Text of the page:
Stump

Note:
(1) This was written as a part of a deal, about three and half years back. I planned to revisit it sometime and make it into an actual story (the original deal was to write about a single day on a particular theme, though I have cheated anyway :)), but it is not happening any time soon, I am afraid.

(2) This is not autobiographical at all. I imagined a guy very different from myself writing this; so those of you who know me, don’t think of me when reading this, because the intended mood of the story is quite different. But had this piece been any good, I guess I would have claimed autobiographical influences. :)

(3) God knows that I have had enough trouble people reading themselves into my stories! Did I mention three unjustifiably broken friendships?! All girls! And it is not even me, always. Twice, the girls read my story and broke up their friendship(!) with other people!!! I guess they didn’t broke their friendship with me because we were not friends to start with (which, I’m ashamed to say, I have been thankful for). :)

Stump
———-
It is a stump now,
Its art gone,
Its ornaments all gone.

It does not stir with spring
Nor bend like a bow when green
Nor from its flowers fly KamaDeva’s arrows
Nor in its shades are sighs of travellers heard
Or tears of lovers seen.

Only one old bird
Sits remembering something.

‭(‬Translated from the Hindi of Suryakant Tripathy’s‭ “‬Nirala‭” ‬by Vikram Seth.‭)

(1‭)

A speck of fire rose along with the pile of ash and went up in small circles until it collided with the roof above and went out.‭ ‬I was trying hard not to burn my rectangular chapati and all I could manage was to spread hot ash throughout the verandah.‭ ‬Sipa’ni and Lipa’ni were laughing nearby and Rupa’ni was still insisting that I leave it to her.‭ ‬Dipa,‭ ‬as always,‭ ‬was standing some distance away with a detached look on her face.‭ ‬She never understood what she didn’t experience,‭ ‬and being happy was one of them.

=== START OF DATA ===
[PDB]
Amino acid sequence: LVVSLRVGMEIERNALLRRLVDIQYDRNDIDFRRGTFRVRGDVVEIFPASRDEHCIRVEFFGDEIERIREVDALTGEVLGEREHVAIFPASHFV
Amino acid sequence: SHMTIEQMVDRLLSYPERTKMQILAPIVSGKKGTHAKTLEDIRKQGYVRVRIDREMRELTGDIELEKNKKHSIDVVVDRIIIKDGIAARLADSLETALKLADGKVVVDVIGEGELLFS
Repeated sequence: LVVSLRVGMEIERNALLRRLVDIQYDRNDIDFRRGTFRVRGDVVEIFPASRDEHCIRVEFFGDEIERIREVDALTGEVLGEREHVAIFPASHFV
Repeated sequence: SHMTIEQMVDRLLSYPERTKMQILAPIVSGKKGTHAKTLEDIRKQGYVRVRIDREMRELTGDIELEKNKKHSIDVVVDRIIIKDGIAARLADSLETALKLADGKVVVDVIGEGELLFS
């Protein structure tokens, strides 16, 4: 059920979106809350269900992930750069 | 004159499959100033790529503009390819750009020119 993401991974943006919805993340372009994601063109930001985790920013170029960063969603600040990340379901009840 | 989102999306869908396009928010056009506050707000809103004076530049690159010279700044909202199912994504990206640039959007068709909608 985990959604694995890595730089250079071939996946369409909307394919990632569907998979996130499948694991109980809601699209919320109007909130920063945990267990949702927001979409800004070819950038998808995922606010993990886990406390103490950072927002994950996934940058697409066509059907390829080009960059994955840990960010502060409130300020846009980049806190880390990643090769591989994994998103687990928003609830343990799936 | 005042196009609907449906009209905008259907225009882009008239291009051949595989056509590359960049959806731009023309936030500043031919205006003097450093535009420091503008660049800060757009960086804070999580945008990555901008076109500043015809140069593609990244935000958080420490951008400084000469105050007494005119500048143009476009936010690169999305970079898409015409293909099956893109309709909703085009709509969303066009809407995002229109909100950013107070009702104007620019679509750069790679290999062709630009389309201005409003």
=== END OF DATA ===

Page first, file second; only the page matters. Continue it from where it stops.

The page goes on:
It was a quiet evening.‭ ‬There was a musical loveliness about the crackles of the burning wood coupled with the indistinct hum of the fire.

I had just baked something frightfully similar to the rags nearby when I was told of my waiting call.‭ ‬I dashed through the pond and the gate and the grass and the theatre and the salt piles and picked up the receiver.‭ ‬A dog was barking in the distance,‭ ‬and held all my attention for the moment as I listened through the receiver.‭ ‬Finally,‭ ‬I put it down on the cradle.‭ ‬I was wondering if I was going to cry when a drop of tear fell down on my palm.‭ ‬I heard the dogs bark in the distance and remembered that I was yet to roll a round chapati.‭ ‬I ran back as fast as I could.

‬Suresh ka‭’ ‬was getting married the following week.‭ ‬I don’t remember everything that I went through that night,‭ ‬but I was weeping for her and for myself at the end of that night.‭ ‬And all these years I had thought that I had gotten over her‭!

(2‭)

Waking up in her house is an elaborate affair for men and a tedious routine for the women.‭ ‬To avoid waking up into a world that I hated,‭ ‬I tried to sleep as long as I could.‭ ‬But Tapan’s offer of the breakfast was irresistible and I finally woke up.